As the high scoring ODI of the SL v/s ENG series concludes, one wonders if this trend of run fest will continue in one-day cricket, particularly in England. In 3 years, the next World Cup is scheduled to be played in England, and this kind of run fest triggers a thought…will we witness a “500” score in a 50-over match?.
Even with smaller grounds, flat pitches, light powerful bats, and pyro-tech batsmen, predicting this massive score is asking for too much. It seems like an inappropriate and unreasonable theory.
Refer to the chart below for frequency of 300 plus scores since 2013.
Frequency of 300 plus scores since 2013(both inns)We are in middle of 2016, there is 36 + ODIs to be played this year.
|Below table is year wise 300 scores.||Below table features 300 scored in each country.|
The ‘scoring shots’(SS) parameter is the best indicator to find its growth.
In the recently concluded series, played in England, SS touched 57.10% – The average SS per innings was 141.50, suggesting that the batsmen are scoring every second ball.
In last few years, there is a constant rise in the number of scoring shots per innings, and England (along with India and Australia) is one of the countries where this rise is rapid.
Scoring shots risingBelow tables shows how scoring shots have progressed since 2013.
|Avg Scoring shots in every Int. playing nation. Countries like SA, Aus, Eng and Ind have the highest amount of scoring shots.|
|Year wise progress of scoring shots per inn.|
To support my point, I found hard evidence supporting this theory of big scores. The last two English county seasons (50-over format) have been a run fest. Last year, the run-rate in Royal London One-day Cup(a 50-over tournament) was 5.60, and this year, after 34 games (midway in the tournament) it is 6.01. Interestingly, in this season, Nottinghamshire notched-up a couple of 400 plus scores, and then almost lost defending 445, falling short of 20 runs.
I know that comparing skills of teams – domestic v/s international is not correct. But this comparison gives you enough proof of how teams have performed.
They have been scoring freely all round England, throughout the season, an indication of what happens when a top team bats well against an associate team in one of the World Cup preliminary rounds.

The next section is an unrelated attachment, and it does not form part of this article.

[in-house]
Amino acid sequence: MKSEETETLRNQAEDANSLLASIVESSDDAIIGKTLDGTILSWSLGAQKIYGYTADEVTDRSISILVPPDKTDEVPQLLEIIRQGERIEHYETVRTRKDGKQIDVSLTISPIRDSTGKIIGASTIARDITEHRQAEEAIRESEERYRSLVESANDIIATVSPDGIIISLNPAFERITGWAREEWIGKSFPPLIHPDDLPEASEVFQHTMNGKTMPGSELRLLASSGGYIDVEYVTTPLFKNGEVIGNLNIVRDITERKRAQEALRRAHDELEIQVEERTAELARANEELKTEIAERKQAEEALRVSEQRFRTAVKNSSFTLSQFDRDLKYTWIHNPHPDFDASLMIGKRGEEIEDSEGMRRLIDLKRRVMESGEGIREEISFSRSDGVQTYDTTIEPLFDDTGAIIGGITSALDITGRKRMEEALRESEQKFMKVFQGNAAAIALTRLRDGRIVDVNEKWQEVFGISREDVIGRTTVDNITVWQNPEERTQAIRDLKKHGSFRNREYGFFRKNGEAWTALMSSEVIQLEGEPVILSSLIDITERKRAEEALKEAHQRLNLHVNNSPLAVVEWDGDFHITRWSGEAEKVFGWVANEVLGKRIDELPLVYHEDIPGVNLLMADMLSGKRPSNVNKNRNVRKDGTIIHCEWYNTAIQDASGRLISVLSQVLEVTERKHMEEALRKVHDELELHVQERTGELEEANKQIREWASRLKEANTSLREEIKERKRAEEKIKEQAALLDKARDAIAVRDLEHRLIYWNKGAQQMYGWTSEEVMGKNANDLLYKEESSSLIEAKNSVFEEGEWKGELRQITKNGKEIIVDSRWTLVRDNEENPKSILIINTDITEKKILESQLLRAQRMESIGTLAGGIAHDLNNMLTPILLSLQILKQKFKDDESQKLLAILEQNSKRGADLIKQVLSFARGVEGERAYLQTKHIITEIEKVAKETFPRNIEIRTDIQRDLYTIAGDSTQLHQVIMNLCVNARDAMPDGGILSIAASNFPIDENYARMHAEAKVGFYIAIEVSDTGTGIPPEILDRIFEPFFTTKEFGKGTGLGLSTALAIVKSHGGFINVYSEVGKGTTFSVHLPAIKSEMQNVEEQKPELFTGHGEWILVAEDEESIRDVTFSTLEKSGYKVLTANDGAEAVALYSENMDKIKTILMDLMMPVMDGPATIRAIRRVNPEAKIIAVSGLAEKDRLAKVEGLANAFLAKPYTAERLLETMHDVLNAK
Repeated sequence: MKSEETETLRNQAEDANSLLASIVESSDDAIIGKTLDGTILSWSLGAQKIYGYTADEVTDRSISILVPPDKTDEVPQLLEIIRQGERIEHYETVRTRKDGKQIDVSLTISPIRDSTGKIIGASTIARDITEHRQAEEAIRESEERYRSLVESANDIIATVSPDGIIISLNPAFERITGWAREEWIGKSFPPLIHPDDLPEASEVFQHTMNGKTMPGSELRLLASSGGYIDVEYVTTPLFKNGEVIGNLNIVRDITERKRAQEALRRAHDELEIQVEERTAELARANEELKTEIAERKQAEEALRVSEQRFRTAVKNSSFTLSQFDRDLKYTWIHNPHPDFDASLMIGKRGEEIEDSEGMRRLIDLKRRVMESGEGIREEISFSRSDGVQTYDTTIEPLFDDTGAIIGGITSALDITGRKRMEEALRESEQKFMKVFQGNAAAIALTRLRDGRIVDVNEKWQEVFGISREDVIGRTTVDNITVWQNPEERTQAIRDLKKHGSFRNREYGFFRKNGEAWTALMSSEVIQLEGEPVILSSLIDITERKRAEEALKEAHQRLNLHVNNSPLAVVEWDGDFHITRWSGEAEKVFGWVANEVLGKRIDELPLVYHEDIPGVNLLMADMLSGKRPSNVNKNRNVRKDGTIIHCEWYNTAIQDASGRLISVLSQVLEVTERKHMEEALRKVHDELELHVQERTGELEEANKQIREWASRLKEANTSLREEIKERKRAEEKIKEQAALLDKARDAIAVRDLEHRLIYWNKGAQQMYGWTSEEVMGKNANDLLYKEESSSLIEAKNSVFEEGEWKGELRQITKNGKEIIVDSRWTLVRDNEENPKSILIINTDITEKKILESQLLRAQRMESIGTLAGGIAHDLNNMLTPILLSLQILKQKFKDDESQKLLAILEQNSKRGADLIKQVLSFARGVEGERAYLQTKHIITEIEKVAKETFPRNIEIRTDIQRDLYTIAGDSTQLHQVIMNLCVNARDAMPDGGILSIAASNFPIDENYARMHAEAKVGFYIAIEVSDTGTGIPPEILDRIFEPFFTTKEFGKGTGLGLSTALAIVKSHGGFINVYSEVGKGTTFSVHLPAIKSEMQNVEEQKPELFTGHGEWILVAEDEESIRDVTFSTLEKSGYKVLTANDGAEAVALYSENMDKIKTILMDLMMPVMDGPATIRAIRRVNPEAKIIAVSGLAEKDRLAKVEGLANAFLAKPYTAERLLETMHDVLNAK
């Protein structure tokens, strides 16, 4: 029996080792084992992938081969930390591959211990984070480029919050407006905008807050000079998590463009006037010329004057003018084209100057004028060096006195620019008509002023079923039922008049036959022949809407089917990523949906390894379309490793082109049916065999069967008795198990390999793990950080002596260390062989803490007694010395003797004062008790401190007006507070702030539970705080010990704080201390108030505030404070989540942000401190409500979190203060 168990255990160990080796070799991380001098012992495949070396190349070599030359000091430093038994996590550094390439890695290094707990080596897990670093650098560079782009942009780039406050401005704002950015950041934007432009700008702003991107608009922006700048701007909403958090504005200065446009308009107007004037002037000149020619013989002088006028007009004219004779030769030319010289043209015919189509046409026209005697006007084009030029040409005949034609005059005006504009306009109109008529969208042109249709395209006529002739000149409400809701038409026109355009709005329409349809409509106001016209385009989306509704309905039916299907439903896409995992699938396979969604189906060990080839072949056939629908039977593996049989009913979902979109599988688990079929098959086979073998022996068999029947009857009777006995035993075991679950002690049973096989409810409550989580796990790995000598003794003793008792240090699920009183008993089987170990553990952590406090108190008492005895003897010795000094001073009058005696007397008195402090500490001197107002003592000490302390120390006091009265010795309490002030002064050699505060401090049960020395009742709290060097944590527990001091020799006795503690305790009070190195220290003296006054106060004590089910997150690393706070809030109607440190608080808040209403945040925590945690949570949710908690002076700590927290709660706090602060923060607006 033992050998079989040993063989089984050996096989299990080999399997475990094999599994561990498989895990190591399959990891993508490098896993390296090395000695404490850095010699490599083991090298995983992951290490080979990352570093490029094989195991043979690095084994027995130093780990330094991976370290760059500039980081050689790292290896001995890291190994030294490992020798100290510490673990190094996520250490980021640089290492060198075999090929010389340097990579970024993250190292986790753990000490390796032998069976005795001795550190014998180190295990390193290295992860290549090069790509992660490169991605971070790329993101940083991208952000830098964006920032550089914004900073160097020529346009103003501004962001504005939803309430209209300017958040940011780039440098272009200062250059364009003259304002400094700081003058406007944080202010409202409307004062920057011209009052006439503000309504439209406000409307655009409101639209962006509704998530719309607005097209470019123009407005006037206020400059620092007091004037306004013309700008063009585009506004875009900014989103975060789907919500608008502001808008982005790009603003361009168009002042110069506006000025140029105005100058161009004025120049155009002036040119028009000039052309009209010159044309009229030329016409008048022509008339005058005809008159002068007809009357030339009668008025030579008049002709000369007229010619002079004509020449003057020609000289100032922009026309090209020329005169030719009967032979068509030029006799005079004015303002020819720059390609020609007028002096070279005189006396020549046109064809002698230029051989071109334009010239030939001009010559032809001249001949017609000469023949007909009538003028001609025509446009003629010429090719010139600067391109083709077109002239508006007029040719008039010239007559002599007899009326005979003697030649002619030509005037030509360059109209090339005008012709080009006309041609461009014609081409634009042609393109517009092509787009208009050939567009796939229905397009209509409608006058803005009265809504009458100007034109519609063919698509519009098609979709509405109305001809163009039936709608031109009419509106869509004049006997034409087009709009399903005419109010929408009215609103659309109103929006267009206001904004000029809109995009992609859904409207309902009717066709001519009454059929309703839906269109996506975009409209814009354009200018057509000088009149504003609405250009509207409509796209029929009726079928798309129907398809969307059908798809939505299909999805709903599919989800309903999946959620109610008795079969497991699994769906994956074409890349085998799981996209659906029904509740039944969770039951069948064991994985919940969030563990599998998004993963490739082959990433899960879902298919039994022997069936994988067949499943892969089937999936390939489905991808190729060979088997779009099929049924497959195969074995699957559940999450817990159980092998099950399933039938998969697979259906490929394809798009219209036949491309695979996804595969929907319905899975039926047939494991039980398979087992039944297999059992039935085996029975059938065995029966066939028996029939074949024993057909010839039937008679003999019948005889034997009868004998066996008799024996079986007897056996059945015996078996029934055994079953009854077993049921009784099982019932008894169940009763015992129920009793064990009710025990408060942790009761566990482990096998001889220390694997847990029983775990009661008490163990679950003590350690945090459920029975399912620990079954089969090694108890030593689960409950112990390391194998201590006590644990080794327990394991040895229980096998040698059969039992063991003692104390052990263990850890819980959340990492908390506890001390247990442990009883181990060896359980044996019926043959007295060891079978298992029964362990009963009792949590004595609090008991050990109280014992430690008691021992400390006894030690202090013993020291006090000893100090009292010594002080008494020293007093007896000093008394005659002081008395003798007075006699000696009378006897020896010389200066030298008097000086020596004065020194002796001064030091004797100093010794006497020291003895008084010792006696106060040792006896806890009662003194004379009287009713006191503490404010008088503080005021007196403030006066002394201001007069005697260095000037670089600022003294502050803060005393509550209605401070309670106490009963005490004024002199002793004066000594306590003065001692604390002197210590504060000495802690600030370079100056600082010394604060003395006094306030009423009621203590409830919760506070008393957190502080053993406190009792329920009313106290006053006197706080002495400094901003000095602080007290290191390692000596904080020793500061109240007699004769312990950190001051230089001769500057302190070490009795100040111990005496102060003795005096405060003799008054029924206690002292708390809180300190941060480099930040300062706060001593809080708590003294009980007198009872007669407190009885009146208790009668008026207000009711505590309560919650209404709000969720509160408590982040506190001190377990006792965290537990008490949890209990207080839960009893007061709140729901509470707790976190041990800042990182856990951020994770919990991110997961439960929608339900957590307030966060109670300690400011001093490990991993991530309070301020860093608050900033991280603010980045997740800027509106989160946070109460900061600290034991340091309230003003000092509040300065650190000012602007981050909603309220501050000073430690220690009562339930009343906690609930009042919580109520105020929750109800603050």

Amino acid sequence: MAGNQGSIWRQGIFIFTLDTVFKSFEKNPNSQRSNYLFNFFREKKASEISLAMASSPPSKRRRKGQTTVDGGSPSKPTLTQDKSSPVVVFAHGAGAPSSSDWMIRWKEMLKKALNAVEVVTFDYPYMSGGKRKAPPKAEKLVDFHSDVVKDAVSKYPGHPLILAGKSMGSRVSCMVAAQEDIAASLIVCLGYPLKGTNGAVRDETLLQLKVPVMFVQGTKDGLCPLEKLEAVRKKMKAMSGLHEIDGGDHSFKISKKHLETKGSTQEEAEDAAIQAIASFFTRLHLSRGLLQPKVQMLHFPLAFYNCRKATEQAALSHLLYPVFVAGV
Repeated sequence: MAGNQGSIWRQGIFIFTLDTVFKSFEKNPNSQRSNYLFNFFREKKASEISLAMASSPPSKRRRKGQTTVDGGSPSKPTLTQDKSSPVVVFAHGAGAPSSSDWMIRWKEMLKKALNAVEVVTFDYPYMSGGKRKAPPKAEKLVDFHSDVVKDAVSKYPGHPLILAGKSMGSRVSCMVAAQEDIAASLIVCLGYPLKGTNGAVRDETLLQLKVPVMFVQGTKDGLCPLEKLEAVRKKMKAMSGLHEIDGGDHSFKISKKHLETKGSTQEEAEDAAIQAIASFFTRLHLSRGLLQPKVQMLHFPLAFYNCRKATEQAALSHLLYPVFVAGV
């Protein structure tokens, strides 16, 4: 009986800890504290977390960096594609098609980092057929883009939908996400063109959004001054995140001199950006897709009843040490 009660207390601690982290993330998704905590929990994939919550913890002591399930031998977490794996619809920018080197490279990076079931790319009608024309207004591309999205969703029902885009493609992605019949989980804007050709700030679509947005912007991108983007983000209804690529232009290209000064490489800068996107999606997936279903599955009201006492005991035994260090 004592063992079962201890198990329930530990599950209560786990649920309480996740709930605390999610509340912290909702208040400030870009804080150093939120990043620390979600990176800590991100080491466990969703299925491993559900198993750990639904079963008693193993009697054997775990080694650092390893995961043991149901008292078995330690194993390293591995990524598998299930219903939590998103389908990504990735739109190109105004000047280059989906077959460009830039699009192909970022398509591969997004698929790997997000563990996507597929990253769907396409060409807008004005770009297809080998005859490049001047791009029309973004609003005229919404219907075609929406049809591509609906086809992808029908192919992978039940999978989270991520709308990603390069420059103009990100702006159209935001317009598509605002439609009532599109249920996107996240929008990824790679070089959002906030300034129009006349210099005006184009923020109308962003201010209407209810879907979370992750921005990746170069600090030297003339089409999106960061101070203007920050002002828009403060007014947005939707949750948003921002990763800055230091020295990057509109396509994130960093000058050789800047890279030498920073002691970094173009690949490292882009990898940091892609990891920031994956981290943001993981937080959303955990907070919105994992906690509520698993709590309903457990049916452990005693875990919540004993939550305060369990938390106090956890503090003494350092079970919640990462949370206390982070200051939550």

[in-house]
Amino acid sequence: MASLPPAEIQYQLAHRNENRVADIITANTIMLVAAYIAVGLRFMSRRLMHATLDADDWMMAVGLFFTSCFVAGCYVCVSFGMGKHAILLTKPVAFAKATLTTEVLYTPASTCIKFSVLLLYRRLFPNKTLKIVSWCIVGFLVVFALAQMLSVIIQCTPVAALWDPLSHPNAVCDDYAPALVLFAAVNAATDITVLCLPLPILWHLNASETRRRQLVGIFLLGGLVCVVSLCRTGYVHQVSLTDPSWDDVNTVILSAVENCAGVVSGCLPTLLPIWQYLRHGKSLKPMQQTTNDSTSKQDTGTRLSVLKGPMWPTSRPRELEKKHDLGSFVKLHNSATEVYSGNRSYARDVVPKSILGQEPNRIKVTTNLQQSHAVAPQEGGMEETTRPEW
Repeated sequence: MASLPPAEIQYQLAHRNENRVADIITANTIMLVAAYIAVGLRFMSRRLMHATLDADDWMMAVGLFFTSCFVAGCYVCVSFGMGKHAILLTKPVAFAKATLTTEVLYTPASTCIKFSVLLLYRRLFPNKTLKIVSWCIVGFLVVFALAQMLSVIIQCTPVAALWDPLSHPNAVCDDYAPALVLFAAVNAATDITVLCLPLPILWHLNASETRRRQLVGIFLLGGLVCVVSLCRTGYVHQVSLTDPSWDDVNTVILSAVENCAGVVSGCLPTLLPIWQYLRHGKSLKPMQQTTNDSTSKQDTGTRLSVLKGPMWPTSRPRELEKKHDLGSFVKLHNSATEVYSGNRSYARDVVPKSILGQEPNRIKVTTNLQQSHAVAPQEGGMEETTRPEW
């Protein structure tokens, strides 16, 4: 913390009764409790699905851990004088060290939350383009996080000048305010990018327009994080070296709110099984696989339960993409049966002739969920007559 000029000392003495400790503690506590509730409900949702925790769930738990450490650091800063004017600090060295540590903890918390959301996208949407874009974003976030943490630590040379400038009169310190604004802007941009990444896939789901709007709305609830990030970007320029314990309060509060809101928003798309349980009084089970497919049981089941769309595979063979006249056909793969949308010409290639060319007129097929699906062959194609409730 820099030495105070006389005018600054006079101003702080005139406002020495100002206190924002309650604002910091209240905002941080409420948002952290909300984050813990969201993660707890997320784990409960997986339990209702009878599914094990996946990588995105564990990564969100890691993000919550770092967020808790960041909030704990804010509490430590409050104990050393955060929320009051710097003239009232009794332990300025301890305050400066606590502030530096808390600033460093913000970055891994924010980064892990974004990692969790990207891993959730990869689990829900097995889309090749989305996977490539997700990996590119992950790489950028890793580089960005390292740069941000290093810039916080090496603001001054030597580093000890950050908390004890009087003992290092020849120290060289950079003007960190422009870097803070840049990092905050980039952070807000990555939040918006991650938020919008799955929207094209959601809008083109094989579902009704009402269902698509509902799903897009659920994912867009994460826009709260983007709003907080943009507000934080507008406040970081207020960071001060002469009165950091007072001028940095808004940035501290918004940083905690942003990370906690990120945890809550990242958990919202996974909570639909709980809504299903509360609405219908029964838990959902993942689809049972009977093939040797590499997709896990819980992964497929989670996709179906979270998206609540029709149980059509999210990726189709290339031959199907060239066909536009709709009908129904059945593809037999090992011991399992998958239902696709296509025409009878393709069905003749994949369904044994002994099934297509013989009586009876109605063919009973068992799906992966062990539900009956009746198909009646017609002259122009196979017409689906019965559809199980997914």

Royal London One-day Cup (2015 & 2016)In English domestic cricket there is a rise of scoring shots. Below tables shows how scoring shots have progressed. Featuring each team's performance in 2 years. Along with this i have included performances in venues where minimum 5 games were played per year.
|Teams performance : Gloucestershire won the 2015 Royal London Cup. This year they won only 1 in 4 games. Essex and Derbyshire are top of the table. This year Hampshire (161) have the maximum SS/match, last year it was Surrey(164). Below team comparison clearly reflects how SS have grown producing more boundaries and increasing team's run-rate.|
|Venue wise performance : Below table shows performance in every ground where Royal London Cup matches are played since 2015.
Trent Bridge is a place where thrice 400 were scored. Twice in those inns the Scoring shots(SS) was 200 and more!.
All the above, gives us enough evidence that in near future it is possible for teams to score 500+ in a 50-over match. If weather doesn’t play truant in this World Cup held in England, than we might see this mammoth of a score.
To conclude this post, the frequency of 400 plus scores, since 2013, has been 1 out of 58 ODIs. Every year, 100+ ODIs are played. And if 300+ score continues to be a regular feature, than the frequency of 400+ scores will also increase. If the associate teams participate regularly in the FTP (Future Tours Programme), then the window to 500+ scores will also open.
All data updated at end of ENG SL one-day series and 34 Royal London Cup domestic matches, which will resume on 24th of July and end on Sept 17, 2016.
Here is a link to all indicators.